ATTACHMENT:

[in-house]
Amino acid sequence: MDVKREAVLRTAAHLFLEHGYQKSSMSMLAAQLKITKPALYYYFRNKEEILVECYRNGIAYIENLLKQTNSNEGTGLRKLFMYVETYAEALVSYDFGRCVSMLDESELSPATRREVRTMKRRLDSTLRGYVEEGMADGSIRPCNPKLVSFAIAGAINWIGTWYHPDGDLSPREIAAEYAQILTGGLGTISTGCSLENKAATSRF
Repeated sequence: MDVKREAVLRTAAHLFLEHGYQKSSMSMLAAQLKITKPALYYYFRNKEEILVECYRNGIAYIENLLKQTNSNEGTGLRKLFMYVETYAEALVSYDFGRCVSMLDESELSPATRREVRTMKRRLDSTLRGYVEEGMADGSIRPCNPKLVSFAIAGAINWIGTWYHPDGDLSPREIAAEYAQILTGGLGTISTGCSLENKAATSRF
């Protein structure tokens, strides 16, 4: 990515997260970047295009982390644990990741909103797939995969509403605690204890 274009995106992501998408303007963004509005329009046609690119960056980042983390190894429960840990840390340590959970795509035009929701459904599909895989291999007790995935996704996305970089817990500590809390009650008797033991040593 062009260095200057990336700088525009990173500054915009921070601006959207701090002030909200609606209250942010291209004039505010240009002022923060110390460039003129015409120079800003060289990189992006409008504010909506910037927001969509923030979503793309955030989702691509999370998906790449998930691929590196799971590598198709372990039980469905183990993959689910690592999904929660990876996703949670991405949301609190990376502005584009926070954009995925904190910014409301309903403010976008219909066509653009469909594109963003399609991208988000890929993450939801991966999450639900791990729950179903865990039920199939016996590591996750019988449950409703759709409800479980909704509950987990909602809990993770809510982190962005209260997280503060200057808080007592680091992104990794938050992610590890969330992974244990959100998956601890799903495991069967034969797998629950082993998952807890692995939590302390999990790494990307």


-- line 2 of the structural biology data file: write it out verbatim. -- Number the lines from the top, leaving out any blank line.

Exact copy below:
Amino acid sequence: MDVKREAVLRTAAHLFLEHGYQKSSMSMLAAQLKITKPALYYYFRNKEEILVECYRNGIAYIENLLKQTNSNEGTGLRKLFMYVETYAEALVSYDFGRCVSMLDESELSPATRREVRTMKRRLDSTLRGYVEEGMADGSIRPCNPKLVSFAIAGAINWIGTWYHPDGDLSPREIAAEYAQILTGGLGTISTGCSLENKAATSRF